This week’s Tuesdays with Dorie (TWD) recipe is a French apple tart: thin apple slices edged in dark brown, forming rings or rosette patterns, resting on pureed roasted apples and framed by delicate flaky pastry. It’s pretty as pretty can be.
This recipe is not technically difficult, but is time consuming. It demands attention to detail at each step to bring out the best of its simple ingredients in a beautiful form. TWD pointed me to the episode of Baking with Julia in which chef Leslie Mackie makes the ‘perfect’ tart dough and this apple tart (here and here). Leslie’s low key manner made it seem like just another day in the family kitchen – which is how home baking should be.
I had two opportunities to make this tart, each time using different techniques (where the recipe offered options). Both times, the guests wowed over the tart’s good looks and taste; and I learned a little more about the art of pastry.
Apple topping and filling
The apple topping gives French apple tart its elegant, decorative appearance. Apple slices are laid, overlapping, on a bed of apple purée to create a pattern of concentric circles or rosettes. I opted for the concentric circles, and created three circles around a ‘flower’ like centre.
The apple slices are coated in melted butter and some sugar, and baked until the apple slices are edged in dark brown. The browning accentuates the pattern formed by the slices, so that it looks almost like a line drawing.
In the video, Leslie Mackie suggested brushing the apple topping with extra melted butter halfway through baking. I did this for the second tart, which seemed to help the apple slices brown a little quicker. Though I still gave the tarts an extra 10-15 minutes in the oven for the apple slices to get browned edges.
Some apple purées can be a bit ‘meh’. This apple filling was not one of those. Baked in an oven until the apples become soft enough to mash, this also concentrated the apple flavour. (Again, I needed to bake the granny smith apples for about 10 minutes longer than the recipe indicated.)
On its own, the apple purée was like a spoonful of autumn sun – and since I was putting a bunch of Australian native flowers into a vase that a friend made for us (how cool is that!), I used the autumnal-coloured cuttings as the setting for some of the photos.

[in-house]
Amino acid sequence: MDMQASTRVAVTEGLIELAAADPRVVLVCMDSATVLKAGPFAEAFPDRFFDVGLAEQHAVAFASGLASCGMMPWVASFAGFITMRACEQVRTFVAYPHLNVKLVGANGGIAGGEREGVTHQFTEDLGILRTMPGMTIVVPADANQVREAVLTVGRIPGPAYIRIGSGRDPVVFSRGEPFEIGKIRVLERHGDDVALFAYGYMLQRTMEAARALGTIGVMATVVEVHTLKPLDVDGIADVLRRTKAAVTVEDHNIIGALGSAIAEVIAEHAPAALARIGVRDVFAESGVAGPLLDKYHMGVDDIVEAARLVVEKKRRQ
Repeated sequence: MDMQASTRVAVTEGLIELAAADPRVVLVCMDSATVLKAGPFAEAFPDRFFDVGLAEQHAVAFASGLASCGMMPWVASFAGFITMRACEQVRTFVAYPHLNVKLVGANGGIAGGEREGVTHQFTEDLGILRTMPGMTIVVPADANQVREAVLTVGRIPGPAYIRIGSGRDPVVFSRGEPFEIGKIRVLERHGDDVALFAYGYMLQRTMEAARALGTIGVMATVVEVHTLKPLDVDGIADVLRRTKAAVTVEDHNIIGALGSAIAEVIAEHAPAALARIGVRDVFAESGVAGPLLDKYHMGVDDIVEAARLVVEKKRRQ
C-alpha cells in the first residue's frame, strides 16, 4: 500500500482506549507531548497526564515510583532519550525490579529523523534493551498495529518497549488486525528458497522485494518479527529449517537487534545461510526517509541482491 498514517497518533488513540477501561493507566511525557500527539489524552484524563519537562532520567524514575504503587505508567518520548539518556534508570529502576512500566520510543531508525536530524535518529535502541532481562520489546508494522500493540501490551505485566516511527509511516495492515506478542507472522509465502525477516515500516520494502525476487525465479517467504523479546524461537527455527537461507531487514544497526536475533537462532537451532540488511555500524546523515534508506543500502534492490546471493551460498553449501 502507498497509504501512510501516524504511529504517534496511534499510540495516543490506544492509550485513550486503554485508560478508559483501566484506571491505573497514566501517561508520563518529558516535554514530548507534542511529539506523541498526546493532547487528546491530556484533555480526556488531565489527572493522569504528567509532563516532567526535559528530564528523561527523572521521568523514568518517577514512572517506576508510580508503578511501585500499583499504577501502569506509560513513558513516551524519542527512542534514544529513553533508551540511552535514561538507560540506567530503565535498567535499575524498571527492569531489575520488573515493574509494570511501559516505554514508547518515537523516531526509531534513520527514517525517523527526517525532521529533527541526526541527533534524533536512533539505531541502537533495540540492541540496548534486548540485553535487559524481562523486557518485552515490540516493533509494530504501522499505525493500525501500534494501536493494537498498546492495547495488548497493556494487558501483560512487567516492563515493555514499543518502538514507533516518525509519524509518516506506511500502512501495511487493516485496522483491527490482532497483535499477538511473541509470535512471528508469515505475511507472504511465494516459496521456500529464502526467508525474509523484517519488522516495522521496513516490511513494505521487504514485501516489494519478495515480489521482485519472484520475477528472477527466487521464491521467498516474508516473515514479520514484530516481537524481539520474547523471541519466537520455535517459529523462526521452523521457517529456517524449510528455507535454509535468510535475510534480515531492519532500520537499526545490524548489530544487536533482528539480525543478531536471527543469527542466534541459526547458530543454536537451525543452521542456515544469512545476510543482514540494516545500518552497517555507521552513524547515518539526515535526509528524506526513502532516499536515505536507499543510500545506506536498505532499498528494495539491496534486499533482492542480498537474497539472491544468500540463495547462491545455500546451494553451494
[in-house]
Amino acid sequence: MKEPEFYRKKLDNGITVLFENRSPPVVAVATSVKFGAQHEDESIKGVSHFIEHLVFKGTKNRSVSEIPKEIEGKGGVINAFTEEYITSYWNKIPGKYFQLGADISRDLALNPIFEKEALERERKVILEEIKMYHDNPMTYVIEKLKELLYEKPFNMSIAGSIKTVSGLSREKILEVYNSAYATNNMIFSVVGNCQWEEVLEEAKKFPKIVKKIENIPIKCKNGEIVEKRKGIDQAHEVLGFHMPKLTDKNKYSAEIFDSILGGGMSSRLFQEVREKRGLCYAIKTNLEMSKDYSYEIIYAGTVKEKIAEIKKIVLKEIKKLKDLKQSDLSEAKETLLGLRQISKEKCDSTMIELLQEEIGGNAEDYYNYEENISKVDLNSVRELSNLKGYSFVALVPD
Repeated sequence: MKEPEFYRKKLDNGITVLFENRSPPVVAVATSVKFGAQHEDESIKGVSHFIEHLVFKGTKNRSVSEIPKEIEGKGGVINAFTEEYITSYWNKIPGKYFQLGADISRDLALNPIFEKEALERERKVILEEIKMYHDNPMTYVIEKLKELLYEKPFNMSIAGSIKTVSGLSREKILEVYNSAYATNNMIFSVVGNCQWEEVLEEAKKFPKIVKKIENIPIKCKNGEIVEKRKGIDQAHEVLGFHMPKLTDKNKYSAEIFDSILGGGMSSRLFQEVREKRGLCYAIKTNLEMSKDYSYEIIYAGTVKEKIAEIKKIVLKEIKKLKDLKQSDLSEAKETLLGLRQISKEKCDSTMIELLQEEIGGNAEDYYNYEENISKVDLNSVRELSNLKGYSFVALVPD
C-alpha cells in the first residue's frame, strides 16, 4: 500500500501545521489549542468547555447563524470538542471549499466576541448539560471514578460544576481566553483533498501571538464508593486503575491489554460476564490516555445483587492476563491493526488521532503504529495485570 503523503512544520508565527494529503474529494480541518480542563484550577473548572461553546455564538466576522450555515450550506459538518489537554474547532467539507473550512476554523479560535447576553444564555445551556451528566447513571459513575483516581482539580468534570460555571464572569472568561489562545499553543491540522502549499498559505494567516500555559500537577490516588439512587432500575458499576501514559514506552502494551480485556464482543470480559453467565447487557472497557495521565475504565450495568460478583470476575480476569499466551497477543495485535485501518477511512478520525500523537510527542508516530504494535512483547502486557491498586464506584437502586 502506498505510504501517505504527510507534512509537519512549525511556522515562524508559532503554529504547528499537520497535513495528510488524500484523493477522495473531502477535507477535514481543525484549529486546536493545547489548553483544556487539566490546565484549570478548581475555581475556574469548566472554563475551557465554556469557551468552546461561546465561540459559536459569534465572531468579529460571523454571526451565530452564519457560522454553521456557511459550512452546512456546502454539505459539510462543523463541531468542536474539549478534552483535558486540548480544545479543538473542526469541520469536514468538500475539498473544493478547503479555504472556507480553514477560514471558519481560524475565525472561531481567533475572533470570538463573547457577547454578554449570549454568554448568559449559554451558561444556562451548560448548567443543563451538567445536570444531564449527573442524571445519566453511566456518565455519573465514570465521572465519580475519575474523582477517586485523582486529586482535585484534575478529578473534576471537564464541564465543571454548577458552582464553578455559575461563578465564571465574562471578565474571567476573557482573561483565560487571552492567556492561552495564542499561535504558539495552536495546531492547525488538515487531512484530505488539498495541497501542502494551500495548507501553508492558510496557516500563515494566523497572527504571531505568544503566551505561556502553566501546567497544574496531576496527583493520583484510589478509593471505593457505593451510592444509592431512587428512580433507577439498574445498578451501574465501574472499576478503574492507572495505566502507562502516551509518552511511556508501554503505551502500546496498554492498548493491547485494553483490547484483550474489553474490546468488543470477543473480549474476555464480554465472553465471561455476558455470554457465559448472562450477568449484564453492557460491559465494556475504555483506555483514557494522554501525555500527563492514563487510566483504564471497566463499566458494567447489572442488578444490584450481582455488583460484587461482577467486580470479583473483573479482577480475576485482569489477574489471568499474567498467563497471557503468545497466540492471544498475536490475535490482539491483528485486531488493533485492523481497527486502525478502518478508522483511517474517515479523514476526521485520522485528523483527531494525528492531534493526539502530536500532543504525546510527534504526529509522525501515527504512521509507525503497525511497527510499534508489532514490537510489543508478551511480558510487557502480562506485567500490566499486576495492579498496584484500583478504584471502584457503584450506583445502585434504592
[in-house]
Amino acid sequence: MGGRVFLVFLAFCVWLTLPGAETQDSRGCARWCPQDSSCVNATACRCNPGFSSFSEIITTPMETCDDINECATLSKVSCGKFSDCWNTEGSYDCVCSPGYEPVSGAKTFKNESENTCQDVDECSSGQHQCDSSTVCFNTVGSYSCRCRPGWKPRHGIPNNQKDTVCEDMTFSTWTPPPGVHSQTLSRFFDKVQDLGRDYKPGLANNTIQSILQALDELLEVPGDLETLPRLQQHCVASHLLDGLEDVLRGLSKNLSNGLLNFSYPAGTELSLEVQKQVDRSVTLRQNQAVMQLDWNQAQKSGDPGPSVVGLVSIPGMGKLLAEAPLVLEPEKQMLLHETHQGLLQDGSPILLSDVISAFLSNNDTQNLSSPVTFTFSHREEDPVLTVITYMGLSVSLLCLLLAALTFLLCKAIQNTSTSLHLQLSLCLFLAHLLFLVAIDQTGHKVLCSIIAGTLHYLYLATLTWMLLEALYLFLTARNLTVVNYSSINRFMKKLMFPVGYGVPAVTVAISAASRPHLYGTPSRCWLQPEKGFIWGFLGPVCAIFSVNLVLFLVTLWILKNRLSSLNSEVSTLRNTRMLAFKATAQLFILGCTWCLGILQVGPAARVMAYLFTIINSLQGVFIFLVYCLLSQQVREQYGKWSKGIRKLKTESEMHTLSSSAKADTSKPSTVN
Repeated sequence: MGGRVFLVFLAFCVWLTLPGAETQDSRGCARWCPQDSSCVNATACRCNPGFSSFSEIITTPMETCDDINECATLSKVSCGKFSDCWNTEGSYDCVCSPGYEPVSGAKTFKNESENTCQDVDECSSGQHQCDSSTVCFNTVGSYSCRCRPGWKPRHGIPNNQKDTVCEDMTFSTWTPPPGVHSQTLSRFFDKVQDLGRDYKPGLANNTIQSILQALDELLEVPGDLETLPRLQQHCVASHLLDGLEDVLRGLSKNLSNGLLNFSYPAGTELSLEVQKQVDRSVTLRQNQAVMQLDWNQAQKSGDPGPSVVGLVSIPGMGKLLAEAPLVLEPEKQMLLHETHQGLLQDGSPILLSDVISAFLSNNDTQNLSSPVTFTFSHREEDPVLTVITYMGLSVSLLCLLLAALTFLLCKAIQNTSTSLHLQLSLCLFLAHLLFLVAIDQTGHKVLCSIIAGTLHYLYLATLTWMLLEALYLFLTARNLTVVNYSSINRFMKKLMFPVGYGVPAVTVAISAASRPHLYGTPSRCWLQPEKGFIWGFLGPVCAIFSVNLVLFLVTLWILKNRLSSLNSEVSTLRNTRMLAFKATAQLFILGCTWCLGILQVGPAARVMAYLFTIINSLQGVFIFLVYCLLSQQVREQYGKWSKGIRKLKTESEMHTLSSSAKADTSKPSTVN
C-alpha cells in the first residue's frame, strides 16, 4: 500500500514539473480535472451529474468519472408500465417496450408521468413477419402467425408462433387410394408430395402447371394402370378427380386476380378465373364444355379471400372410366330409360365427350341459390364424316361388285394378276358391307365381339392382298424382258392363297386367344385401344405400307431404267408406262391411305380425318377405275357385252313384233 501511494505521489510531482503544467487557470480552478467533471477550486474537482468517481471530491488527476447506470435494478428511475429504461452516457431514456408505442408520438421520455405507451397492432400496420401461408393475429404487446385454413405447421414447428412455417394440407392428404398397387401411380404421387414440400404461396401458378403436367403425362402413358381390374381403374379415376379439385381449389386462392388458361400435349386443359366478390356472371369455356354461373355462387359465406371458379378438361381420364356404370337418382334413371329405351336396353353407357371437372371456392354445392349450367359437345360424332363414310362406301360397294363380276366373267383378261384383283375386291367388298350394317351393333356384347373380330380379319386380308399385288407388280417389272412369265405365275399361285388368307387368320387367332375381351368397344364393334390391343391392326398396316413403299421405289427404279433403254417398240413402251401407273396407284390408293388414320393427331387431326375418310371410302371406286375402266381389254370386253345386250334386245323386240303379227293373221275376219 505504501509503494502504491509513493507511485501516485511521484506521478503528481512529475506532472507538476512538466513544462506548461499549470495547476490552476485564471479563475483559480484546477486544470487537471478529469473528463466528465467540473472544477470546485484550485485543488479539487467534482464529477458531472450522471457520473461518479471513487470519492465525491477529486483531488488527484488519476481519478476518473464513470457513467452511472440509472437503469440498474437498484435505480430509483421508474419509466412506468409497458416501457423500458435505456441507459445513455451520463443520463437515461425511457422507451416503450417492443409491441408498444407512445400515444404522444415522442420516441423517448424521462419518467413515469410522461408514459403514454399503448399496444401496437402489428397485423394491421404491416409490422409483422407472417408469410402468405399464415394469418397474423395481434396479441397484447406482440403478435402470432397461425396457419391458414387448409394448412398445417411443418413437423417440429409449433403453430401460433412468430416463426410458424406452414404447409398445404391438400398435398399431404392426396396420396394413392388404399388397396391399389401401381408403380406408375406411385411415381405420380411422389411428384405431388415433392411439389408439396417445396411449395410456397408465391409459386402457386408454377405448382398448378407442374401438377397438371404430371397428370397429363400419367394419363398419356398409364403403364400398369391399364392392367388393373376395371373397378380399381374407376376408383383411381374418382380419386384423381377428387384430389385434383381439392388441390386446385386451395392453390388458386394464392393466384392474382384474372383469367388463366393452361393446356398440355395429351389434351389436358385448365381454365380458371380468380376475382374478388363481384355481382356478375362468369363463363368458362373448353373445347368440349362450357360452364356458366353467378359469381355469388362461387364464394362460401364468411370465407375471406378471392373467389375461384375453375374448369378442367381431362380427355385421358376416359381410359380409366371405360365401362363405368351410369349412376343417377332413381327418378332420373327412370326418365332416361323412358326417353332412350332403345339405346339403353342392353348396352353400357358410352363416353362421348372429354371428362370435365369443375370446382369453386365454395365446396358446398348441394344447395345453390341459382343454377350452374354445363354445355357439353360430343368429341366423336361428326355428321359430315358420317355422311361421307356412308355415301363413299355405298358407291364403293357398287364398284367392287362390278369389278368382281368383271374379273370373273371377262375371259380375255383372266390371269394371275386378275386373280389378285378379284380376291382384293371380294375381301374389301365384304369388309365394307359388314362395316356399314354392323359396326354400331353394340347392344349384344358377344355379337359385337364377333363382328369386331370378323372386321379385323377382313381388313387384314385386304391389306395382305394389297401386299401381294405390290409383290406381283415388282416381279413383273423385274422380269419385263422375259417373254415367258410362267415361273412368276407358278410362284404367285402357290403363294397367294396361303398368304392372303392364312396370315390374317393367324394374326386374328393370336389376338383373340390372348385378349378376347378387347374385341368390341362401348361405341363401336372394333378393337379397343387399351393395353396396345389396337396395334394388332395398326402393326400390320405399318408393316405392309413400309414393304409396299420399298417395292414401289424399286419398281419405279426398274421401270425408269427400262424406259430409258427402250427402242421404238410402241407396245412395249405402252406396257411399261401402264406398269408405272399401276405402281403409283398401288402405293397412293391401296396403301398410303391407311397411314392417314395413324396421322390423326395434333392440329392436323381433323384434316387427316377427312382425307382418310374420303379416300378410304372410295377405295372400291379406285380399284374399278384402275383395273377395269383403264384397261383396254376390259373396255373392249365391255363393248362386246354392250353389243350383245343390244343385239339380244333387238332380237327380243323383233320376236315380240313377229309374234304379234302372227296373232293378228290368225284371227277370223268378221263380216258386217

For the second tart, I started to play around with the flavours. I dolloped dark chocolate (65%) onto the centre of the tart base, and spread raspberry jam to cover the rest of the base, before adding the apple purée. This gave us alternate spoonfuls of sweet-bitter chocolate and sweet-tart raspberries, each of which complemented the apple. Then I remembered a recipe for apple mosaic tart with salted carael on Smitten Kitchen, which gave me the idea of adding a layer of salted caramel instead of chocolate and raspberries – something for next time.
Butter and shortening pastry
Pastry often seems like the supporting actor for the more glamorous tart or pie fillings. This pastry got our attention – two guests remarked on the lightness of the pastry and thought it was the best part of the tart.
This was easily the best tart pastry I have ever made, and can stand up to the pastry from my morning bakery. Fresh from the oven, it was light, flaky from the shortening, with enough butter to have that rich taste we love so well. While the dough was soft, it kept its decorated edge during blind baking to become a delicate, thin tart base. Also, the dough also didn’t shrink much even under my somewhat inexpert handling.
Since I made the tart twice, I tried two methods for making the pastry – in the kitchen mixer, and by hand using a pastry cutter.
Sadly (for my lazy half), the pastry cutter produced the superior result.
The kitchen mixer made the job easy, but the pastry cutter gave me that additional degree of control. I could really see the butter and shortening coming together with the flour, becoming a soft pliable dough after I added iced water. Perhaps once I become more familiar with the steps involved, it will be easier to get the same result using the kitchen mixer.
The recipe for this French apple tart can be found on the blog Laws of the Kitchen, and on pages 379-381 of Baking with Julia by Dorie Greenspan. To see how this tart turned out for other TWD bakers, go to Tuesdays with Dorie: Baking with Julia.
Anything else? Ahh yes. I baked the tart in a silicon tart pan. It does not have a removable base, and is floppy. I found out the hard way that it is impossible to lift a warm tart out of a floppy silicon pan, without ruining the pattern formed by apple slices. I think this is a good reason to invest in a metal tart pan (hurrah!).
Til next time!